Pluto and Other Kuiper Belt Objects Started Out With Water Oceans, and Have Been Slowly Freezing Solid for Billions of Years

chengrendianyingIt seems unlikely that an ocean could persist on a world that never gets closer than 30 astronomical units from the Sun. But that’s the case with Pluto. Evidence shows that it has a sub-surface ocean between 100 to 180 km thick, at the boundary between the core and the mantle. Other Kuiper Belt Objects may be similar.

But time might be running out for these buried oceans, which will one day turn to ice.

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Another Starship Test Ends in an Explosion (Intentionally This Time)

Today, SpaceX experienced another explosion at their South Texas Launch Site in Boca Chica, Texas. Once again, the explosion occurred during a cryogenic pressure test, where a prototype was pressurized with liquid nitrogen to see how it held up. This time around, it was the test tank for the 7th Starship prototype (SN7), which was being deliberately pressurized to the point where it would fail – aka. “tested to failure”.

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There’s no evidence that dark matter interacts with any other force but gravity

HD+ molecular ions (yellow and red pairs of dots: proton and deuteron) suspended in an ultra-high vacuum between atomic ions (blue dots). Credit: HHU / Alighanbari, Hansen, Schiller

Most of the universe is made of one of two kinds of mysterious substances, called dark matter and dark energy. From all the evidence, these two cosmic components only interact with “normal” matter through the gravitational force. And a recent nuclear experiment reveals no presence of any dark contamination in the bonds between atomic nuclei to a level twenty times better than previously recorded.

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Planets Form in Just a Few Hundred Thousand Years

Astronomers like to observe young planets forming in circumstellar debris disks, the rotating rings of material around young stars. But when they measure the amount of material in those disks, they don’t contain enough material to form large planets. That discrepancy has puzzled astronomers.

The answer might come down to timing.

A new study suggests that planets form much quicker than astronomers think.

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A Repeating Fast Radio Burst Has Been Found. It Flares for 4 Days and then Remains Silent for 12 Days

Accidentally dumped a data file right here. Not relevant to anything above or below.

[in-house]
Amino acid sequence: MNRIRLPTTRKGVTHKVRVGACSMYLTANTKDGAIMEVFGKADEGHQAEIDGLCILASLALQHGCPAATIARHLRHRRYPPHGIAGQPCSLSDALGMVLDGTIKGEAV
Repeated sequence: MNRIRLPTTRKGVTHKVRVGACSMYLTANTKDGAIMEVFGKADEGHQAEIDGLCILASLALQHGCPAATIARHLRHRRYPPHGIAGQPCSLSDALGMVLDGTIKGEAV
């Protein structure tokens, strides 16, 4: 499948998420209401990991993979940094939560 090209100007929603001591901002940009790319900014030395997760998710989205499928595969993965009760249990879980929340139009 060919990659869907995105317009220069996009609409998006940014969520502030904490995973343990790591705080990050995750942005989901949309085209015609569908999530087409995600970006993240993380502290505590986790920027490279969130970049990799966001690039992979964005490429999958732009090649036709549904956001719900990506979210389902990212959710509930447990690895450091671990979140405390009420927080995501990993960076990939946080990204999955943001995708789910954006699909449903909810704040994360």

Five hundred million light-years from Earth, there is a deeply unusual object. It is radio silent for 12 days, then erupts in bright radio bursts. These fast radio bursts occur randomly over four days, then the object goes silent for another 12 days. Astronomers have observed this object for 500 days, and the pattern always repeats, like clockwork. We still aren’t sure what the object is.

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Comet U6 Lemmon Brightens in July

Comet U6 Lemmon

Comet U6 Lemmon promises to be a fine binocular object at dusk.

And then there were five. Though we’re long overdue for the next great ‘Comet of the Century,’ 2020 seems intent on on throwing decent binocular comets our way, the ranks of which include comets C/2017 T2 PanSTARRS, C/2019 Y1 and C/2019 Y4 ATLAS and C/2020 F8 SWAN. Now, C/2019 U6 Lemmon is set to take center stage in July.

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If You Could See in X-rays, This is What the Universe Would Look Like

X-ray astronomy helps scientists study neutron stars, binary star systems, and supernova remnants, and even helps detect black holes. But even if human eyes had the ability to see X-rays, we couldn’t just look up at the night sky and see these amazing objects since Earth’s atmosphere absorbs and blocks X-rays. So, thank goodness for space telescopes! ?And the newest X-ray instrument in space has just produced a breathtaking view of the Universe, and is the deepest X-ray view of the sky we’ve ever seen. ?

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Antares is a supergiant star that would fill the Solar System beyond Mars, but its atmosphere is 12 times bigger than that

Antares, the angry red eye of the constellation Taurus the bull, is a red supergiant star near the end of its life. And astronomers with the VLA and ALMA have realized that it’s much, much bigger than we ever?imagined.

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A New Search for Evidence of Technological Civilizations in the Milky Way

To date, astronomers have discovered 4,164 extrasolar planets in 3,085 star systems, with another 5,347 awaiting confirmation. With this many planets available for study, researchers have been able to apply new constraints on how likely habitable planets are. In fact, the latest estimates say there could be 6 billion in the Milky Way alone! Understandably, these discoveries have renewed interest in the Search for Extraterrestrial Intelligence (SETI).

But whereas the search for habitable planets is focused on finding evidence of biological processes (aka. “biosignatures”), SETI has historically been focused on evidence of technological activity – aka. “technosignatures.” With a grant from NASA, researchers from the Harvard-Smithsonian Center for Astrophysics (CfA) and the University of Rochester are gearing up for a new study that will look for different kinds of potential technosignatures.

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